Dr. Johnson, who, as I have observed before, delighted in discrimination of character, and having a masterly knowledge of human nature, was willing to take men as they are, imperfect and with a mixture of good and bad qualities, I suppose thought he had said enough in defence of his friend, of whose merits, notwithstanding his exceptionable points, he had a just value ; and added no more on the subject.
On Tuesday, April 14, I dined with him at General Oglethorpe's, with General Paoli and Mr. Langton. General Oglethorpe declaimed against luxury. Johnson.“ Depend upon it, Sir, every state of society is as luxurious as it can be. Men always take the best they can get.” OGLETHORPE. “But the best depends much upon ourselves ; and if we can be as well satisfied with plain things, we are in the wrong to accustom our palates to what is high-seasoned and expensive. What says Addison in his · Cato,' speaking of the Numidian?
· Coarse are his meals, the fortune of the chace,
On the first friendly bank he throws him down,
1778. “A new repast, or an untasted spring, Ætat.
· Blesses his stars, and thinks it luxury.' 69.
Let us have that kind of luxury, Sir, if you will." Johnson. “But hold, Sir : to be merely satisfied, is not enough. It is in refinement and elegance that the civilized man differs from the savage. A great part of our industry, and all our ingenuity is exercised in procuring pleasure ; and, Sir, a hungry man has not the same pleasure in eating a plain dinner, that a hungry man has in eating a luxurious dinner. You see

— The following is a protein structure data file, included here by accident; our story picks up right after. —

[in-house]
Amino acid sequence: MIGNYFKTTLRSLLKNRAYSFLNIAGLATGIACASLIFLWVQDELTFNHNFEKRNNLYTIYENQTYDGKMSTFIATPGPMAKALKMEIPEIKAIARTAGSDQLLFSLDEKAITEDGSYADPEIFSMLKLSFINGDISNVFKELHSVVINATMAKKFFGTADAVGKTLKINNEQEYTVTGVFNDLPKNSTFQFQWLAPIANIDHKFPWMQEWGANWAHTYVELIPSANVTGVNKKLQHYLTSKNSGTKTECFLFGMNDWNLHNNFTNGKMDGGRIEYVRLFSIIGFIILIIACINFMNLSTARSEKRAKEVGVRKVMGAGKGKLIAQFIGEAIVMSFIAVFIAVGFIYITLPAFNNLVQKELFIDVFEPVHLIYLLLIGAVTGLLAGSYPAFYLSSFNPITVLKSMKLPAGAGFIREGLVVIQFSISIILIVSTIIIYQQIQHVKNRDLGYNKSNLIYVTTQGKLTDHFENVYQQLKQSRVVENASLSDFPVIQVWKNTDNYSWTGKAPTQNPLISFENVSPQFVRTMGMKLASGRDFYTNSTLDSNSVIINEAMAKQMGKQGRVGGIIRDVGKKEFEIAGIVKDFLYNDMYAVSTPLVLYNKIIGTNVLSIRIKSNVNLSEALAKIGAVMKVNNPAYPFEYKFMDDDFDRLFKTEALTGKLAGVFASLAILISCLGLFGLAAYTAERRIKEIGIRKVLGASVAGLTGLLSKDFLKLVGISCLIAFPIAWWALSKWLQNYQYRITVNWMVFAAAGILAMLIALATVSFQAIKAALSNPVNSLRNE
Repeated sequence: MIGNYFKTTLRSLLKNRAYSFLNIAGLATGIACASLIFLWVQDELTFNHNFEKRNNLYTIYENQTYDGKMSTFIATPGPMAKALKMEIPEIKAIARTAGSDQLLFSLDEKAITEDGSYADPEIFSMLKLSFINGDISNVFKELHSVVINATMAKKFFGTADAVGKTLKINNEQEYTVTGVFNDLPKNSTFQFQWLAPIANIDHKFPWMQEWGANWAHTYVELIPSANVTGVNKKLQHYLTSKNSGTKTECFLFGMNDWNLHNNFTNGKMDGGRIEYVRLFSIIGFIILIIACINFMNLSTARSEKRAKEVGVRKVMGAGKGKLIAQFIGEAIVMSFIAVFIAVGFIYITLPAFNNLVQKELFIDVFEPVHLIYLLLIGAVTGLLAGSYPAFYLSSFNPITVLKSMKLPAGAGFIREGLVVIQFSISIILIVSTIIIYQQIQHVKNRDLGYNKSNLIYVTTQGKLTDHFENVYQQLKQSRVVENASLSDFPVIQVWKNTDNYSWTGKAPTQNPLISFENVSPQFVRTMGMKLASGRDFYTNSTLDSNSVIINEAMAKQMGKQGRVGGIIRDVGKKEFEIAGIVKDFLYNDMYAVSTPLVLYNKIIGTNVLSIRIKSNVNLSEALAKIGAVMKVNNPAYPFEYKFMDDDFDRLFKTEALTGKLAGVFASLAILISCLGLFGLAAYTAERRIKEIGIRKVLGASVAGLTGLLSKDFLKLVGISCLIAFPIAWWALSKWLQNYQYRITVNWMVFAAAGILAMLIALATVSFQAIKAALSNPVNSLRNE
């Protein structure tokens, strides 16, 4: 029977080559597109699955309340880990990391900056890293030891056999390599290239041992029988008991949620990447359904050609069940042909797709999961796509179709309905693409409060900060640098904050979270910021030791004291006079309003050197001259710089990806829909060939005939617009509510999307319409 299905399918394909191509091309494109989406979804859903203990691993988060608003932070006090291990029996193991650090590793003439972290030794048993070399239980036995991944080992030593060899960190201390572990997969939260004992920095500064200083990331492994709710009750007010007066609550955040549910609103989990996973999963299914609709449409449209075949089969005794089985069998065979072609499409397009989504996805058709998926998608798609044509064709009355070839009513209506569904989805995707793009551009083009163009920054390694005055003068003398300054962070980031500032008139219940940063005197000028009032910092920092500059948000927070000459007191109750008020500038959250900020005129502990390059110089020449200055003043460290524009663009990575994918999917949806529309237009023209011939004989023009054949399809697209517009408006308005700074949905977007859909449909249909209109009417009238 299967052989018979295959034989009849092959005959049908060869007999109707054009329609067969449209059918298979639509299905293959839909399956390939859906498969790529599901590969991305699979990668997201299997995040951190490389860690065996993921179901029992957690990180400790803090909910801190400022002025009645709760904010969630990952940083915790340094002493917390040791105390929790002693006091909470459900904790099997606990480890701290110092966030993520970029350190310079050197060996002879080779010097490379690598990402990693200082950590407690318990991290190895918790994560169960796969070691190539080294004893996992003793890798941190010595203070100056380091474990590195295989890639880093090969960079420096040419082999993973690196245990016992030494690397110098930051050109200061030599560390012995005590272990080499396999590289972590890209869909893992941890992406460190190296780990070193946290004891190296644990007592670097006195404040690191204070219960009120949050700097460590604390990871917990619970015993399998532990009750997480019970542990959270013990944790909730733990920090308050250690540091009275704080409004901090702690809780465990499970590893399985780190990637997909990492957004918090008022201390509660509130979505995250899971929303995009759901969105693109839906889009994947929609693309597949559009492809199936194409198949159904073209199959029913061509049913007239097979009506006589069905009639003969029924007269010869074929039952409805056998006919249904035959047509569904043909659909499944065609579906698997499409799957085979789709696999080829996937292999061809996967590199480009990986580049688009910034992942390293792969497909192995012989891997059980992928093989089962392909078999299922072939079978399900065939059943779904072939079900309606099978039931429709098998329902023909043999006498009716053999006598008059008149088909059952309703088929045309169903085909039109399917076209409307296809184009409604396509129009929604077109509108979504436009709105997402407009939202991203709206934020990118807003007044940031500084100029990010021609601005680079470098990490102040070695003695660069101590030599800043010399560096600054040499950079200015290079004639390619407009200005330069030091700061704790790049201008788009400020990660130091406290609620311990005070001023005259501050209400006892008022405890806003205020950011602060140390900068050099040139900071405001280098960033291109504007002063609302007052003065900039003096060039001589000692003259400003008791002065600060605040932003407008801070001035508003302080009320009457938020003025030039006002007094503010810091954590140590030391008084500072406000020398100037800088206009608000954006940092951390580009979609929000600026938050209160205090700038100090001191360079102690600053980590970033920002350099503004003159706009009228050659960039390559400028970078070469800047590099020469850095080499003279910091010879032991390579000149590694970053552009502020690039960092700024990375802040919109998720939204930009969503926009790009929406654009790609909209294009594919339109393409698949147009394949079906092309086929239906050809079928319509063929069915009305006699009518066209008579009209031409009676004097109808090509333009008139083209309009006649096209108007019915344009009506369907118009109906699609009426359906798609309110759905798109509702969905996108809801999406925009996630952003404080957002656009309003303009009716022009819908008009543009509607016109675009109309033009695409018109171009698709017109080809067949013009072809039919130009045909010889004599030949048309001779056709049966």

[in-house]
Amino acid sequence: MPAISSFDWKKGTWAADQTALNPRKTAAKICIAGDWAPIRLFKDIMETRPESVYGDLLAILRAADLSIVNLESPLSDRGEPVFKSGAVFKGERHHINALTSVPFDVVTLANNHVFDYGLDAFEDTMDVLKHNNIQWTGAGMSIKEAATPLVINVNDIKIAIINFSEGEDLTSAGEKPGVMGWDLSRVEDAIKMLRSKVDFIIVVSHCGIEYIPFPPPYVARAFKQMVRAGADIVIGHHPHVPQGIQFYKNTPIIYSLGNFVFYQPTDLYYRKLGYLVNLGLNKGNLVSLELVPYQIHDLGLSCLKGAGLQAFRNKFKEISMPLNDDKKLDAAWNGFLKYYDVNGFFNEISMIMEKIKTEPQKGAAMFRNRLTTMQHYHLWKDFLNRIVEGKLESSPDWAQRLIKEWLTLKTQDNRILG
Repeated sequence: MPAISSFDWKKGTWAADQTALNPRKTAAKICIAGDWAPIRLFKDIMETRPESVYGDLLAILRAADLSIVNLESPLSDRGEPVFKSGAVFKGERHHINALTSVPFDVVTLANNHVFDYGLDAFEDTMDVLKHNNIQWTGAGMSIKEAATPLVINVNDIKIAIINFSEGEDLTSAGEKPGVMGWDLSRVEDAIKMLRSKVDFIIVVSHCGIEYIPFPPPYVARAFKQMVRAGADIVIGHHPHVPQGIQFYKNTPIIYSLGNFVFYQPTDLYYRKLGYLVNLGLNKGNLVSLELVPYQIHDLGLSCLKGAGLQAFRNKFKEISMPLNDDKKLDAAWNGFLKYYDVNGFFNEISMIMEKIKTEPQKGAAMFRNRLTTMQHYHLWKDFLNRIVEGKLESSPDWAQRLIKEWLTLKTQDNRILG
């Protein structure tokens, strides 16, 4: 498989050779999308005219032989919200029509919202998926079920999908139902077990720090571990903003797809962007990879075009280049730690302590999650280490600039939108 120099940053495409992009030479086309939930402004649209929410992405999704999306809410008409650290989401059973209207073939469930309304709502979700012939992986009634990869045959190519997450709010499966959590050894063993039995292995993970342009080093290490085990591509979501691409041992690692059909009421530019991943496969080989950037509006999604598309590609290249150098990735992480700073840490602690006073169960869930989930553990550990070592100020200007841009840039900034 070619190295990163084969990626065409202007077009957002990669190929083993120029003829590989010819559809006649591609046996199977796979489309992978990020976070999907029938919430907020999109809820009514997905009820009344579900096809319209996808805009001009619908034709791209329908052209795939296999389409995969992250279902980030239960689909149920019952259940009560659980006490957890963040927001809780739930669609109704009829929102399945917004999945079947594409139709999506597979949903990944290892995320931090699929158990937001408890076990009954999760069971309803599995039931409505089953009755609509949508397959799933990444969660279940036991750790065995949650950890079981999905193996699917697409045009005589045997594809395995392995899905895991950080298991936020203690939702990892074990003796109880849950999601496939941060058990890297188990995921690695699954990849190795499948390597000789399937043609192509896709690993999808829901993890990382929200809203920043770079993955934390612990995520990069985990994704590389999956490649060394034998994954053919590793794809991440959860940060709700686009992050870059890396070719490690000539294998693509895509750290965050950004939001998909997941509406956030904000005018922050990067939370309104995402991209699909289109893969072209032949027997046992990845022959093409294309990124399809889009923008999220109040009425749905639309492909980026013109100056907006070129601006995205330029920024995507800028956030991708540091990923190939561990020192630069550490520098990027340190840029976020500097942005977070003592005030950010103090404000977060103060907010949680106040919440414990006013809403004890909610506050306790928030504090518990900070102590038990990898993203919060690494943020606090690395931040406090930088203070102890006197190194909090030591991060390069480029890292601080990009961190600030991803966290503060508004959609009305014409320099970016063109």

You see I put the case fairly. A hungry man may have as much, nay, more pleasure in eating a plain dinner, than a man grown fastidious has in eating a luxurious dinner. But I suppose the man who decides between the two dinners, to be equally a hungry man.”
Talking of different governments --Johnson. “The more contracted power is, the more easily it is destroyed. A country governed by a despot is an inverted cone. Government there cannot be so firm, as when it rests upon a broad basis gradually contracted, as the government of Great Britain, which is founded on the parliament, then is in the privy-council, then in the King." BOSWELL. “ Power, when contracted into the person of a despot, may be easily destroyed, as the prince may be cut off. So Caligula wished that the people of Rome had but one neck, that he might cut them off at a blow.” OGLETHORPE. “It was of the Senate he wished that. The Senate by its usurpation controuled both the Emperour and the people. And don't you think that we see too much of that in our own parliament ?”
Dr. Johnson endeavoured to trace the etymology of Maccaronick verses, which he thought were of Italian invention from Maccaroni ; but on being informed that this would infer that they were the most common and easy verses, maccaroni being the most ordinary and simple food, he was at a loss; for he said, 66 He rather should have supposed it to import in its primitive signification, a composition of several things ;: for Macca
3 [Dr. Johnson was right in supposing that this kind of poetry derived its name from maccherone. “Ars ista poetica (says Martin Coecaie, whose true name was